Unconventionally Fit…

The World Got Smaller…

Ewa and I first crossed paths in the early days of fitness blogging. Her blog was directed towards outdoor fitness; hiking, trail running, and the occasional piece dealing with breast cancer. At that time my blog was still geared toward indoor fitness; strength, cardio, and proper eating because I foolishly thought people gave a shit. Around the same time fitness blogging began to die, Facebook arrived. Ewa and I connected there, and continued to dialogue relating to a healthy lifestyle.

As the social media era evolved and brought the world closer together, I began getting requests from people in the fitness blogging community to offer my training services from a distance. Using Skype, Youtube videos, texting, and email as tools, I took on several distant clients as their fitness consultant. Ewa was among the first of these.

A 17 Inch Window To The World…

Despite that she had access to thousands of trainers in the immediate San Jose area, she felt that an established level of trust with me, would not have been immediate or even guaranteed had she picked a random trainer from one of the gyms in her local area.

Making use of the equipment she had at home; an adjustable bench, squat stands, barbells and dumbbells, I designed a series of workouts for her which she found to be useful for overall conditioning for trail hiking and running. Over the course of several months we would Skype weekly to discuss the quality of these workouts, the progress made, and adjust her workouts according to this dialogue.

Sleeps Less In Seattle…

Several months back Ewa relocated to the Seattle area. Around the same time, she made the decision that she would climb Mt. Rainier in June of 2015. With said climb in mind, and a level of trust already established she contacted me and asked if I would design a conditioning program to support her preparation. For me this was an opportunity to work more deeply into my craft, and I happily agreed.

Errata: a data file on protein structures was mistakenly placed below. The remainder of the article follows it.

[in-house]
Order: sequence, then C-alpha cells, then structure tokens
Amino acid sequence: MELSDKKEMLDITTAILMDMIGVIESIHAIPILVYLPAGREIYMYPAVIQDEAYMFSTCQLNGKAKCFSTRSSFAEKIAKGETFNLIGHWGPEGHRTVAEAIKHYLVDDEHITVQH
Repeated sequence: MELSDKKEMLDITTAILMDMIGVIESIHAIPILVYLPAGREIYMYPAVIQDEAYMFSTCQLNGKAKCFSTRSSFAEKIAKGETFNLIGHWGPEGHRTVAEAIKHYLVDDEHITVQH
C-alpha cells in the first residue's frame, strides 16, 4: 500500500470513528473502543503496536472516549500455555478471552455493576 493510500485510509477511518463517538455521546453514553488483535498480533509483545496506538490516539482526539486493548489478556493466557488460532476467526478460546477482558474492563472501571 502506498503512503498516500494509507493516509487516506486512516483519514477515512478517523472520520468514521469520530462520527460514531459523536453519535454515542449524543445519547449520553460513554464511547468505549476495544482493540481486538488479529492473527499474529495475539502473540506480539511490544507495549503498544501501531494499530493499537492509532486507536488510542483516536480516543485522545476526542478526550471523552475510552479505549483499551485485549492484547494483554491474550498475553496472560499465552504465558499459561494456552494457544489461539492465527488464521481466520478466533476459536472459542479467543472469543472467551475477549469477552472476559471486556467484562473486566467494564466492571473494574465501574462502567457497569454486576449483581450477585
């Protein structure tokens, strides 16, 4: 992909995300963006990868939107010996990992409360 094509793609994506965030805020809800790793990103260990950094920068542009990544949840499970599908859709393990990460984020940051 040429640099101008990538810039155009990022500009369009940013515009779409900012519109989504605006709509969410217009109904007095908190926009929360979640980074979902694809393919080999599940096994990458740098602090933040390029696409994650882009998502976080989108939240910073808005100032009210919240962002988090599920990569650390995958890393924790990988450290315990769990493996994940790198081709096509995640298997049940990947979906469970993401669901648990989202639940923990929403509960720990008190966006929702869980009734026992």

Something a bit more than a day hike...

Something a bit more than a day hike…

Utilizing the tools that she inherited in her new location; a crude exercise bench, some rusty barbells, adjustable dumbbells, and something to step-up onto, I designed a series of 4 workouts to be done in rotating fashion with one or two days rest in-between.

Rust shmust.  It's all about gravity management...

Rust shmust. It’s all about gravity management…

Due to her being a limited sleeper, her workouts take place early in the morning, often before sunrise, in the dark and cold Seattle pre-dawn. Due to her limited living space, her strength equipment is located on a covered patio behind her house. Covered is good because it keeps out the rain. Time of day and season though, will have her working out in some pretty cold temperatures.

Four On The Floor…

The structure of the 4 workouts I designed for her are the sum of these intentions:

  • To help keep injury free during the climb
  • To maximize hip, leg, and low-back strength
  • The (help) promote an increased cardio capacity
  • To support the mechanics of repetitive motion
  • To provide increased balance
  • To provide increased flexibility

Each workout contains 6 exercises. Exercises are done in pairs (supersets), 3 sets of each before advancing to the next superset. All 4 workouts are designed to be completed in under 55 minutes.  The higher repetition lower body compound movements are incorporated to help improve conditioning; lung capacity, VO2 uptake, etc.  The upper body movements are the standard 10-12 repetitions, and beginning next week, we will alternate heavier upper body days, incorporating sets of 5, always with an emphasis on form.

(there is a link at the end if you wish to see videos of these exercises)

Workout #1 Strength & Conditioning

Superset #1

DB Incline Bench Press 3×10-12 reps

Walking Lunges 3×20 reps

Superset #2

1-Arm Dumbell Row 3×10-12 reps

Squats To Bench 3×20 Reps

Superset #3

Step, Curl & Press 3×20 reps

Stiff Legged Deadlift 3×10 reps

Workout #2 Strength & Conditioning

Superset #1

Standing Shoulder Press With Dumbbells 3×10-12 reps

Standard Deadlifts 3×20 reps

Superset #2

Crossover Crunches 3×20 reps

Lunges Of Choice 3×20 reps

Superset #3

1-Legged Heel Raise From A Step

Lateral Raise With Dumbbells 3×10-12 reps

Workout #3 Strength & Conditioning

Superset #1

Barbell Bench Press To Neck 3×10-12 reps

Standard Lunge 3×20 reps

Superset #2

Standard Deadlift 3×20 reps

Shoulder Press With Barbell  3×10-12 reps

Superset #3